Uptown Gay and Lesbian Alliance (UGLA) is producing a Northeast Los Angeles Pride Day entitled “Classic Cabaret,” a musical program featuring music by 3 lesbian and 8 gay composers. You may already know that these 11 men and women are a very small percentage of recognized composers who are lesbian and gay.
When I was a teenager, growing-up gay—even in a city like Los Angeles—was something to be hidden. In addition, being a classical piano player and the youngest person in my high school class (I graduated high school at 16), I was constantly on guard, sometimes teased and even called names. (“Marylou” was a favorite of some of my junior high classmates!) After high school and beginning to be out and about, the fear of being caught—by friends, family, school officials, police—was great and constant.
As I look back, I am struck by the fact that I had a hero! Someone I was first introduced to when I was 14 years old: Aaron Copland!
Copland became known as the Dean of American composers and the man who captured the spirit of “America” by the very sound structure of his compositions. At that time, I learned his now ultra-famous piano piece “Cat and the Mouse.” What made that so meaningful, was that, at the same time, Copland was being called before GOP Senator Joseph McCarthy’s Senate Permanent Subcommittee on Investigations accused of being a communist or, at best, a sympathizer! How could this be, I thought? Copland wrote “Cat and the Mouse”!
When I was about 20, I played the Variations at a concert at a Los Feliz Catholic Church here in Los Angeles. In the audience was my mother who overheard a Catholic priest whisper to his companion, “that boy has a troubled soul!
My interest in Copland continued into college where, at USC, I learned his “Piano Variations.” Written in 1930, this piece struck fear into most listeners, due to it’s unrelenting dissonance and, according to Leonard Bernstein who championed the piece, could be counted on to empty most auditoriums after the first few notes were played! (In fact, when I was about 20, I played the Variations at a concert at a Los Feliz Catholic Church here in Los Angeles. In the audience was my mother who overheard a Catholic priest whisper to his companion, “that boy has a troubled soul!”)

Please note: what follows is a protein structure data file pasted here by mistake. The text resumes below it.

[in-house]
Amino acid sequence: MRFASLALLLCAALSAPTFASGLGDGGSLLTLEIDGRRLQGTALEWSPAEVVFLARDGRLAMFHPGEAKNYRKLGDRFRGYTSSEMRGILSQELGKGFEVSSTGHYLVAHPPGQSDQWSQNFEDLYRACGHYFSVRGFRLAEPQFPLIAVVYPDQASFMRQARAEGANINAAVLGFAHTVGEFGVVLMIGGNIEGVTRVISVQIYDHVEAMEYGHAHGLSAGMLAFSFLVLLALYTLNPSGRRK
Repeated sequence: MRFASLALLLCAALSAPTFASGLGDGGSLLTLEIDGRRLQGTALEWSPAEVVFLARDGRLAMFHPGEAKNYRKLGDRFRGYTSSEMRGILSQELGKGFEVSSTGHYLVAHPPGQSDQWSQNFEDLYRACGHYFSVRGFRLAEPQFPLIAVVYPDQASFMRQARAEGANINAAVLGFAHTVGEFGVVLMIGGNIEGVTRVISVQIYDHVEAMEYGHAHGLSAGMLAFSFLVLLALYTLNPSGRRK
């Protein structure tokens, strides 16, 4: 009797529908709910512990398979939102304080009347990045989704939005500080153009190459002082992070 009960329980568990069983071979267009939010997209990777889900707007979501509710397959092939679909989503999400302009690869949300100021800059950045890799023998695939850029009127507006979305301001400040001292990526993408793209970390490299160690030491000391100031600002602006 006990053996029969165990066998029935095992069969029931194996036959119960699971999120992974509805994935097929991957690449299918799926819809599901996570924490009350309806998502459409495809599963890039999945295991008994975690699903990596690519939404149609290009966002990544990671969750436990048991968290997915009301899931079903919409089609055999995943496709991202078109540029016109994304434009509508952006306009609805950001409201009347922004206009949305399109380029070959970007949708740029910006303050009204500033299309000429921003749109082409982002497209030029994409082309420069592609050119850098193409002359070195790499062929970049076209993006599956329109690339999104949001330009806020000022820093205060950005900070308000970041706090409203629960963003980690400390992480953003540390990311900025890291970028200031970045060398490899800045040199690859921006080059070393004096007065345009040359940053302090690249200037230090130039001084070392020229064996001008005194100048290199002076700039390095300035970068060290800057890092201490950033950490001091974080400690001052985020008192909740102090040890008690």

When I debuted in London, I programmed Copland’s Variations and sent him The Times of London’s review. To my surprised excitement, I received a letter from Copland thanking me for playing his piece! Later, I began working on a project with the Rockefeller Foundation to record all of Copland’s piano music. I had several personal and amiable correspondences with Copland on this project. I still treasure these letters.
Finally, in college, I read about Copland’s personal life. His trysts with Leonard Bernstein and his mentoring and helping so many of America’s young composers. What an amazing man, I thought. He is truly an American Hero!
Copland will be represented by three of his settings of poems by Emily Dickinson sung by Soprano Catherine Card. His famous “Cat and the Mouse” will follow and a choreography to the music will be danced. His last composition on the program will be his Piano Violin Sonata. Next will be selections from “Winter Words” by Benjamin Britten as sung by Tenor Scott Blois. This will be followed by two Los Angeles Premiers: Neil Weikel will recite his “Poem 161” with an accompaniment I wrote and then “Raw Silk,” a rag for piano by Nurit Tilles will close the first half of the program.
The second half will open with the Los Angeles Premier of Byron Motley’s “Songs of My People.” These five songs were written to various poems and the piano accompaniments were written by Barbara Sherrill. Catherine Card will return as the singer in Byron’s pieces and as the reader in Eve Beglarian’s rendering of Ruth Crawford Seeger’s poem, “Fireside.” Los Angeles composer Denise Dimin will have her song “To Know What It’s Like” sung by Byron and then he will sing his own original composition “Paris.” The program’s closing segment will be “Ragtime Bass” by Virgil Thompson, “Ricercare” by Gian Carlo Menotti, “Somewhere” from “Westside Story” by Leonard Bernstein and the program ends with my piano piece “Toccata,” which I wrote in 1957.